Wednesday, November 24, 2010

Mumtaz Mustafa

Mumtaz Mustafa is a young woman going places in a no uncertain way. At a time when Pakistan is struggling to recover a semblance of a national identity that is not tainted by its association with violent and aggressive factions, it is rare to read a news story in the western media that presents the country in a positive light. Last month, The New York Times ran just such a story about the first New York Sufi Music Festival, a free three-hour concert in Union Square, with music from the four provinces of Pakistan. Mumtaz, who has been an art director at HarperCollins in New York since 2007, was called upon to join the Pakistani Peace Builders team who were behind the event. “The initiative,” Mumtaz shares, “was conceived as a celebration of Pakistan’s rich culture and amazing Sufi music traditions, to remind the world of some of our shared values that are both humane and life affirming.”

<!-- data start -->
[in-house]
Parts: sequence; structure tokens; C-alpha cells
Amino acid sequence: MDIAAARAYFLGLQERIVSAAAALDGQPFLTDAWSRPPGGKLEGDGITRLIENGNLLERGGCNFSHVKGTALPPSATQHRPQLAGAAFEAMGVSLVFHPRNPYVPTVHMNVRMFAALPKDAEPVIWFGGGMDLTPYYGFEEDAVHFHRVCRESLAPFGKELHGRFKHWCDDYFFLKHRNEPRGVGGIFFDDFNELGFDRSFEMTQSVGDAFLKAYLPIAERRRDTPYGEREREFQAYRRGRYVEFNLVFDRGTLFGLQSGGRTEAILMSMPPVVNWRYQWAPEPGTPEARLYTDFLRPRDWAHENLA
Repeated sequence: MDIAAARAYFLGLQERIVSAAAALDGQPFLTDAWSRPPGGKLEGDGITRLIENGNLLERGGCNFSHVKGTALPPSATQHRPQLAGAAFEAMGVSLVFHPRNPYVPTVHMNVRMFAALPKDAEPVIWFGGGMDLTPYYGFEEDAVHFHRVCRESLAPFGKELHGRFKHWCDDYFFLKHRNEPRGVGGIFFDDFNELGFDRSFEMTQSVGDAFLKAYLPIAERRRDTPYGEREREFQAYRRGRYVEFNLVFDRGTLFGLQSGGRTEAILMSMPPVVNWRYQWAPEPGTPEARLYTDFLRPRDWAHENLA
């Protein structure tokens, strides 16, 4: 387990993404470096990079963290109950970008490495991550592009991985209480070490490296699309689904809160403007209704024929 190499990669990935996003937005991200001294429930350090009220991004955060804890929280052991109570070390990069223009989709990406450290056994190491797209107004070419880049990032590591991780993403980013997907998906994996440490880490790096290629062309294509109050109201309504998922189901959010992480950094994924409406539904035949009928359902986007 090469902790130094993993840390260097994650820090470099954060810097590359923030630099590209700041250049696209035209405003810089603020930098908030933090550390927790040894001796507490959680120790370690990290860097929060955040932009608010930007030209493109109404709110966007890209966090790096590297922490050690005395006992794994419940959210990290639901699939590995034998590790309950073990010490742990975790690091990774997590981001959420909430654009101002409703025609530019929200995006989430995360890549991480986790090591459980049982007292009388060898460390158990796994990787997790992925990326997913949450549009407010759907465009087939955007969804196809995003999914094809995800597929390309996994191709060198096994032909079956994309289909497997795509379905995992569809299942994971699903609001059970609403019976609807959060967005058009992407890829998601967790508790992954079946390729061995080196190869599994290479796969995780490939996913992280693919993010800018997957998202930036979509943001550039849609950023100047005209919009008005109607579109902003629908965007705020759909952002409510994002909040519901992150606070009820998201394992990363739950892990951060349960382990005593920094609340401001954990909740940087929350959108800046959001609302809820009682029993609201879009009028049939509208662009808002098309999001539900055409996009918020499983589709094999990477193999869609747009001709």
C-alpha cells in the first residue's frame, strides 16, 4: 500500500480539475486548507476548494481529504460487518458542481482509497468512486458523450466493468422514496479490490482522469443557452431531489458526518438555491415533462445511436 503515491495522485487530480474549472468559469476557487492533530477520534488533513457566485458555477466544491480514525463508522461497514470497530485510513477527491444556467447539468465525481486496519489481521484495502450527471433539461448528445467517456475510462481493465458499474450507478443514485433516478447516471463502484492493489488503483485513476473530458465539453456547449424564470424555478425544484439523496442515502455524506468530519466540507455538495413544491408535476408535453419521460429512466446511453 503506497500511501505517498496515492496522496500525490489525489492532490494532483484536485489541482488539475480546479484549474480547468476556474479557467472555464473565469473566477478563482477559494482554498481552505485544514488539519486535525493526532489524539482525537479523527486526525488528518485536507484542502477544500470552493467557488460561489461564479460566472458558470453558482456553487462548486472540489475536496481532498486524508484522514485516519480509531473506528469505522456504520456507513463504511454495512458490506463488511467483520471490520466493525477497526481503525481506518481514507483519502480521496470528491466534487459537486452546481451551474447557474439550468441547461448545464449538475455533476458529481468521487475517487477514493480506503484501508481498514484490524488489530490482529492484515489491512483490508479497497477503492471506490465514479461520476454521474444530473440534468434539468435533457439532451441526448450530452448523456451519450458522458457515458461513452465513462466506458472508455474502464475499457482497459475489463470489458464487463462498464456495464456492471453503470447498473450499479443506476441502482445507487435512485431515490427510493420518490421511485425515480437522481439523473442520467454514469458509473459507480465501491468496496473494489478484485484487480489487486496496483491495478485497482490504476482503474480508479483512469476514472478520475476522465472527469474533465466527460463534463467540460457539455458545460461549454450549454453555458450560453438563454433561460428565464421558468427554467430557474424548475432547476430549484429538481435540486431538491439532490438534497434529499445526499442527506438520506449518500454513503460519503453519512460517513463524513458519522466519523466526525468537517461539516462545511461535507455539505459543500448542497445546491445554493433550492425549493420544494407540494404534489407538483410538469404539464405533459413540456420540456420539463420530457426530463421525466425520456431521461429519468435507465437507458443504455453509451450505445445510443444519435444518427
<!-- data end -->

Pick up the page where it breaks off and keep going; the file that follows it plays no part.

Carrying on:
For a cause such as this, taking time out from a full-time job that regularly demands long hours was a no-brainer for Mumtaz. “Any opportunity to work in the social sector is worth jumping at,” she explains. “As a successful Pakistani woman in New York City, I feel like I have been fortunate, so I try to give back.”

Mumtaz created the visual identity for the Pakistan Peace Builders; everything from the logo, stationery, stage design, banners, web and print invitations, which were distributed to every corner and borough in New York. This was obviously a project close to her heart – she had just two weeks to deliver and took it on pro bono. “We need more events like this,” Mumtaz says with urgency. “The PPB was formed after the attempted bombing in Times Square by a Pakistani-American.” Shaking her head in disbelief, she talks of how the only way to change the negative perception is by showing other sides to Pakistan, such as the Sufi festival did, presenting messages only of peace, love and tolerance. And she understands well the signifance of doing so.

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